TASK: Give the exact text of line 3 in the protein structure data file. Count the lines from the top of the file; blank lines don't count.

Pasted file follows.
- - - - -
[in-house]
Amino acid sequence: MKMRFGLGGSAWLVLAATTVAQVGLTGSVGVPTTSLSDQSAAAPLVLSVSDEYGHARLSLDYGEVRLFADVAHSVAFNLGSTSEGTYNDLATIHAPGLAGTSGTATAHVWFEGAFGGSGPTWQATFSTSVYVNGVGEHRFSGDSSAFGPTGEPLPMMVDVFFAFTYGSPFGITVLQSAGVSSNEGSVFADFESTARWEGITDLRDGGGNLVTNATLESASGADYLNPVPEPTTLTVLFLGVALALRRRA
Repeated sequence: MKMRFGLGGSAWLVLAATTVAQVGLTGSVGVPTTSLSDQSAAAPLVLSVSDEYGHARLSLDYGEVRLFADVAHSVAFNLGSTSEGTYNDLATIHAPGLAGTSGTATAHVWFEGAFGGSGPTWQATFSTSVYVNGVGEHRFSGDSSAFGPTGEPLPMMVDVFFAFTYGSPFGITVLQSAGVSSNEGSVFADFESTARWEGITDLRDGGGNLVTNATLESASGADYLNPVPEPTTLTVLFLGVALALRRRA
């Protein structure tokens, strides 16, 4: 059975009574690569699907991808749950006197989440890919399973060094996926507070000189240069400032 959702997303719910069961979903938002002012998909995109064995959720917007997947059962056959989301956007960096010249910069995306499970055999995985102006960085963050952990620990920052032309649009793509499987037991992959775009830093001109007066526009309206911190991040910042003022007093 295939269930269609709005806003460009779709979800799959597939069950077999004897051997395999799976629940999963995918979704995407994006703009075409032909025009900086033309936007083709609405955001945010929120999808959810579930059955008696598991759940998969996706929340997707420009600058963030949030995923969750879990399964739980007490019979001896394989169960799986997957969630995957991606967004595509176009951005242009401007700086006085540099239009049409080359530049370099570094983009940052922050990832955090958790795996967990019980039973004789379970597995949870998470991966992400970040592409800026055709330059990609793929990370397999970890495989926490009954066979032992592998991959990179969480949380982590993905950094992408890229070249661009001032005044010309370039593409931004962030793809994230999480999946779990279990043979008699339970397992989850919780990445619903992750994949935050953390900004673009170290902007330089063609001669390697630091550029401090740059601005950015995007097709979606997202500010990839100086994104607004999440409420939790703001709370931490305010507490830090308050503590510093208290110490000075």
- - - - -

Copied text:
Repeated sequence: MKMRFGLGGSAWLVLAATTVAQVGLTGSVGVPTTSLSDQSAAAPLVLSVSDEYGHARLSLDYGEVRLFADVAHSVAFNLGSTSEGTYNDLATIHAPGLAGTSGTATAHVWFEGAFGGSGPTWQATFSTSVYVNGVGEHRFSGDSSAFGPTGEPLPMMVDVFFAFTYGSPFGITVLQSAGVSSNEGSVFADFESTARWEGITDLRDGGGNLVTNATLESASGADYLNPVPEPTTLTVLFLGVALALRRRA